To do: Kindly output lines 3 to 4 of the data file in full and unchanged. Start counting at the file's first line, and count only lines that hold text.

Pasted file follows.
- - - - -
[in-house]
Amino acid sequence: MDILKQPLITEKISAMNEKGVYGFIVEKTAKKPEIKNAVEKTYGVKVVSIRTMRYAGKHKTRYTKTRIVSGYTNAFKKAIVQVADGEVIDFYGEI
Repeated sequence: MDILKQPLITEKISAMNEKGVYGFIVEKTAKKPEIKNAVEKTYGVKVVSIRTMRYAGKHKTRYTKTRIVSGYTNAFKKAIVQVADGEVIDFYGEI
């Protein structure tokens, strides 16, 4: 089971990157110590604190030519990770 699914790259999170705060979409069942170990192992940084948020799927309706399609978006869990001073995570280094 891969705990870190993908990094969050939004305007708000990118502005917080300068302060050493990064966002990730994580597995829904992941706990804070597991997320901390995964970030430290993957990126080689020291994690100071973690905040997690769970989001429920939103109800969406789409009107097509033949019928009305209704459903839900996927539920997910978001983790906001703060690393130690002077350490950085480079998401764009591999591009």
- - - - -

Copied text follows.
Repeated sequence: MDILKQPLITEKISAMNEKGVYGFIVEKTAKKPEIKNAVEKTYGVKVVSIRTMRYAGKHKTRYTKTRIVSGYTNAFKKAIVQVADGEVIDFYGEI
């Protein structure tokens, strides 16, 4: 089971990157110590604190030519990770 699914790259999170705060979409069942170990192992940084948020799927309706399609978006869990001073995570280094 891969705990870190993908990094969050939004305007708000990118502005917080300068302060050493990064966002990730994580597995829904992941706990804070597991997320901390995964970030430290993957990126080689020291994690100071973690905040997690769970989001429920939103109800969406789409009107097509033949019928009305209704459903839900996927539920997910978001983790906001703060690393130690002077350490950085480079998401764009591999591009």